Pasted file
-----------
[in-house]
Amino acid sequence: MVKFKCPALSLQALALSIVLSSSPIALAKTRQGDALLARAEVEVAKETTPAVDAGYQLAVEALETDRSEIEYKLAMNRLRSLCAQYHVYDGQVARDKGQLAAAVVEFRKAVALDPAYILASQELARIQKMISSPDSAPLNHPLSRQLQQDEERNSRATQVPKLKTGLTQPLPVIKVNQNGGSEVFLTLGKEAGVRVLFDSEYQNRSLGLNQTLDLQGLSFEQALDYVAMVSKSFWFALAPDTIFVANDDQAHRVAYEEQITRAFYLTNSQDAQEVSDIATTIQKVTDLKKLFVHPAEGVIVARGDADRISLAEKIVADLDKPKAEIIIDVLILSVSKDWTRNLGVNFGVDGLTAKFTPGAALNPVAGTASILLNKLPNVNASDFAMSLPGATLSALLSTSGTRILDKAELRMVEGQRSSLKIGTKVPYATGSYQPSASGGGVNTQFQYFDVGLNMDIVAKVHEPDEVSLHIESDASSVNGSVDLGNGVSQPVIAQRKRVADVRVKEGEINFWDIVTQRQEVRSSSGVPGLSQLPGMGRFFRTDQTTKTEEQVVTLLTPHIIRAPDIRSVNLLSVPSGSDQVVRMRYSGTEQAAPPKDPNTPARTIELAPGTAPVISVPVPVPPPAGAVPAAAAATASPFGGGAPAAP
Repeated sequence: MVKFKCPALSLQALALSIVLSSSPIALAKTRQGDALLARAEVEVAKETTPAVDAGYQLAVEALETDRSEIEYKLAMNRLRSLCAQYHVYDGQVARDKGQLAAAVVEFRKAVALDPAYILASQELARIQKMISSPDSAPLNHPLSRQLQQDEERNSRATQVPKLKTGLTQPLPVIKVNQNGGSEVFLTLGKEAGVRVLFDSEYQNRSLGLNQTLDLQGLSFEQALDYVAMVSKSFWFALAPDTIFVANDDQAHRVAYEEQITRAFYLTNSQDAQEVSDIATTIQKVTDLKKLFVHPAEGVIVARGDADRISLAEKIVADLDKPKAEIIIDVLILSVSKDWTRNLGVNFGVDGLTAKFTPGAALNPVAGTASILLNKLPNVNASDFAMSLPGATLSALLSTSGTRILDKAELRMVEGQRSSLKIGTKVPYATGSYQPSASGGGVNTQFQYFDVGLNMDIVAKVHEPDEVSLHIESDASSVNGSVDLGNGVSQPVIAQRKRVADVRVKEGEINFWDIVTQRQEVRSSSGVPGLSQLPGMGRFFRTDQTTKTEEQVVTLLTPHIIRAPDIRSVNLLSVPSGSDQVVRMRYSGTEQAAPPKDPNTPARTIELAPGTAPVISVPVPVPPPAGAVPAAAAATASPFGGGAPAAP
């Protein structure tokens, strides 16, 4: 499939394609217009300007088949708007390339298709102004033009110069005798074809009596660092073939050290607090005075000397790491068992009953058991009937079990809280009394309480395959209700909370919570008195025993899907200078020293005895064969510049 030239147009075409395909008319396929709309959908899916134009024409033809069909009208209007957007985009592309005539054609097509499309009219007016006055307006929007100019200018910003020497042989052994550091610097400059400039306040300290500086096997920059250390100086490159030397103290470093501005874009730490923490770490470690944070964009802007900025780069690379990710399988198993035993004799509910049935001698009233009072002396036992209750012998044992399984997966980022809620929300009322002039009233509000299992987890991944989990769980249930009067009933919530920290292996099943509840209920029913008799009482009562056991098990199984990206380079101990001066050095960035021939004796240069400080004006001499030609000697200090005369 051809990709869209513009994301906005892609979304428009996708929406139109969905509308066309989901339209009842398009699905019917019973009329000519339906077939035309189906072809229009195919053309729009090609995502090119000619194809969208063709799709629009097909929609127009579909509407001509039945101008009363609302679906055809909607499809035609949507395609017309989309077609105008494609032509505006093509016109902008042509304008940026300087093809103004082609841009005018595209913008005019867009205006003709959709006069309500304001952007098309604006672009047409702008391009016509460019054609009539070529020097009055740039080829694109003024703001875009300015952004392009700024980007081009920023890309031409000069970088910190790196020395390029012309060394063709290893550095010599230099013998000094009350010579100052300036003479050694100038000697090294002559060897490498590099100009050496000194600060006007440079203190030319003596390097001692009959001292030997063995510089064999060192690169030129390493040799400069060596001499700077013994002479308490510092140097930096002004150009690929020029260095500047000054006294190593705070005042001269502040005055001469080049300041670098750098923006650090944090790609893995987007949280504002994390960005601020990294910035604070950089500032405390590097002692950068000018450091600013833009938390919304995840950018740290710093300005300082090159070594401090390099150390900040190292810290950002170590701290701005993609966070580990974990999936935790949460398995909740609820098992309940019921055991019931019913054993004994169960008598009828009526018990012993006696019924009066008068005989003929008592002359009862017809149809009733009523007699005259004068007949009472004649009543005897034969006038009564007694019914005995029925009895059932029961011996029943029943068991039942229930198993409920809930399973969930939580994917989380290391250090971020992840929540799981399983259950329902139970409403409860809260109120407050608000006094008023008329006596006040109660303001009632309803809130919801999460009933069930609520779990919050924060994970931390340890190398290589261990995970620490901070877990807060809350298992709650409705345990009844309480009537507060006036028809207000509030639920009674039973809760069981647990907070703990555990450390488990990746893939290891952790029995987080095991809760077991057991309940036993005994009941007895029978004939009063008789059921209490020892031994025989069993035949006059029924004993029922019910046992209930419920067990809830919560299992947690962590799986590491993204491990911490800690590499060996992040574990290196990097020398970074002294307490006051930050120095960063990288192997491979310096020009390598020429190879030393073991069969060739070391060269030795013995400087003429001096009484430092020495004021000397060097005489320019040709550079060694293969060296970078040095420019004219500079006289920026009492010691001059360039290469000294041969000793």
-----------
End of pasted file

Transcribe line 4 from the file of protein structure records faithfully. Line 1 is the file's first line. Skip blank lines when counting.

């Protein structure tokens, strides 16, 4: 499939394609217009300007088949708007390339298709102004033009110069005798074809009596660092073939050290607090005075000397790491068992009953058991009937079990809280009394309480395959209700909370919570008195025993899907200078020293005895064969510049 030239147009075409395909008319396929709309959908899916134009024409033809069909009208209007957007985009592309005539054609097509499309009219007016006055307006929007100019200018910003020497042989052994550091610097400059400039306040300290500086096997920059250390100086490159030397103290470093501005874009730490923490770490470690944070964009802007900025780069690379990710399988198993035993004799509910049935001698009233009072002396036992209750012998044992399984997966980022809620929300009322002039009233509000299992987890991944989990769980249930009067009933919530920290292996099943509840209920029913008799009482009562056991098990199984990206380079101990001066050095960035021939004796240069400080004006001499030609000697200090005369 051809990709869209513009994301906005892609979304428009996708929406139109969905509308066309989901339209009842398009699905019917019973009329000519339906077939035309189906072809229009195919053309729009090609995502090119000619194809969208063709799709629009097909929609127009579909509407001509039945101008009363609302679906055809909607499809035609949507395609017309989309077609105008494609032509505006093509016109902008042509304008940026300087093809103004082609841009005018595209913008005019867009205006003709959709006069309500304001952007098309604006672009047409702008391009016509460019054609009539070529020097009055740039080829694109003024703001875009300015952004392009700024980007081009920023890309031409000069970088910190790196020395390029012309060394063709290893550095010599230099013998000094009350010579100052300036003479050694100038000697090294002559060897490498590099100009050496000194600060006007440079203190030319003596390097001692009959001292030997063995510089064999060192690169030129390493040799400069060596001499700077013994002479308490510092140097930096002004150009690929020029260095500047000054006294190593705070005042001269502040005055001469080049300041670098750098923006650090944090790609893995987007949280504002994390960005601020990294910035604070950089500032405390590097002692950068000018450091600013833009938390919304995840950018740290710093300005300082090159070594401090390099150390900040190292810290950002170590701290701005993609966070580990974990999936935790949460398995909740609820098992309940019921055991019931019913054993004994169960008598009828009526018990012993006696019924009066008068005989003929008592002359009862017809149809009733009523007699005259004068007949009472004649009543005897034969006038009564007694019914005995029925009895059932029961011996029943029943068991039942229930198993409920809930399973969930939580994917989380290391250090971020992840929540799981399983259950329902139970409403409860809260109120407050608000006094008023008329006596006040109660303001009632309803809130919801999460009933069930609520779990919050924060994970931390340890190398290589261990995970620490901070877990807060809350298992709650409705345990009844309480009537507060006036028809207000509030639920009674039973809760069981647990907070703990555990450390488990990746893939290891952790029995987080095991809760077991057991309940036993005994009941007895029978004939009063008789059921209490020892031994025989069993035949006059029924004993029922019910046992209930419920067990809830919560299992947690962590799986590491993204491990911490800690590499060996992040574990290196990097020398970074002294307490006051930050120095960063990288192997491979310096020009390598020429190879030393073991069969060739070391060269030795013995400087003429001096009484430092020495004021000397060097005489320019040709550079060694293969060296970078040095420019004219500079006289920026009492010691001059360039290469000294041969000793």